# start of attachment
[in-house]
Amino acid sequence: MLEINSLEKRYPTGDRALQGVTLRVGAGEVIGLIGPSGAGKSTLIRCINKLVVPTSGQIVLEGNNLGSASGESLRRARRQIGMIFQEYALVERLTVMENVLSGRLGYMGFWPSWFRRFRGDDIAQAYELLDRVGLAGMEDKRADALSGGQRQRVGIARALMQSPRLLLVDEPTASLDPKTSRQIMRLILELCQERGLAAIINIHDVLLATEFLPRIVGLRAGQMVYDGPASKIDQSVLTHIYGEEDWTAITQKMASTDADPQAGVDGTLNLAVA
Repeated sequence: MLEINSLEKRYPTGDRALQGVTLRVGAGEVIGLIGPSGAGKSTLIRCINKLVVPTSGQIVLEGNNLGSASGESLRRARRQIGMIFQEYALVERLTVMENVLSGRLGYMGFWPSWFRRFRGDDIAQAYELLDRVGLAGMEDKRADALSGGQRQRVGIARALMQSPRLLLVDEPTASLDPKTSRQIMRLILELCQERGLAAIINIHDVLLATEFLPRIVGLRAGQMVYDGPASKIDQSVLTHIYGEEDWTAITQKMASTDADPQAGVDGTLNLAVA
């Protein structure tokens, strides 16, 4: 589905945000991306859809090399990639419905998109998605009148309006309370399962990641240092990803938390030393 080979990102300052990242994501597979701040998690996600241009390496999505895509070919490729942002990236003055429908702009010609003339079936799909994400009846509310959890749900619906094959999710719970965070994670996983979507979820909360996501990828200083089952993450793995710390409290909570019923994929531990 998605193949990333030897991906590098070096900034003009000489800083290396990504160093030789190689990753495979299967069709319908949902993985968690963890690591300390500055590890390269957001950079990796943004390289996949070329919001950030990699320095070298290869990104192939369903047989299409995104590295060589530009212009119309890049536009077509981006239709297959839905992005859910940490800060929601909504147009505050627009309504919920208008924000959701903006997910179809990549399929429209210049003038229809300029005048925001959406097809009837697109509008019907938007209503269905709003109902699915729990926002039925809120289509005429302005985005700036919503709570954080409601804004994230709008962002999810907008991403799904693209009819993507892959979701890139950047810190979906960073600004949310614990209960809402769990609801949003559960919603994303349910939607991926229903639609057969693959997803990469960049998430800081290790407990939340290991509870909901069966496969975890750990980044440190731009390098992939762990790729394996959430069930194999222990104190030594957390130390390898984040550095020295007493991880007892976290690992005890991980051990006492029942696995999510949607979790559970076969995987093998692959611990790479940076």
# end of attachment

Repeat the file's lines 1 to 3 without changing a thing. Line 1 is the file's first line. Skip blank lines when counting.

[in-house]
Amino acid sequence: MLEINSLEKRYPTGDRALQGVTLRVGAGEVIGLIGPSGAGKSTLIRCINKLVVPTSGQIVLEGNNLGSASGESLRRARRQIGMIFQEYALVERLTVMENVLSGRLGYMGFWPSWFRRFRGDDIAQAYELLDRVGLAGMEDKRADALSGGQRQRVGIARALMQSPRLLLVDEPTASLDPKTSRQIMRLILELCQERGLAAIINIHDVLLATEFLPRIVGLRAGQMVYDGPASKIDQSVLTHIYGEEDWTAITQKMASTDADPQAGVDGTLNLAVA
Repeated sequence: MLEINSLEKRYPTGDRALQGVTLRVGAGEVIGLIGPSGAGKSTLIRCINKLVVPTSGQIVLEGNNLGSASGESLRRARRQIGMIFQEYALVERLTVMENVLSGRLGYMGFWPSWFRRFRGDDIAQAYELLDRVGLAGMEDKRADALSGGQRQRVGIARALMQSPRLLLVDEPTASLDPKTSRQIMRLILELCQERGLAAIINIHDVLLATEFLPRIVGLRAGQMVYDGPASKIDQSVLTHIYGEEDWTAITQKMASTDADPQAGVDGTLNLAVA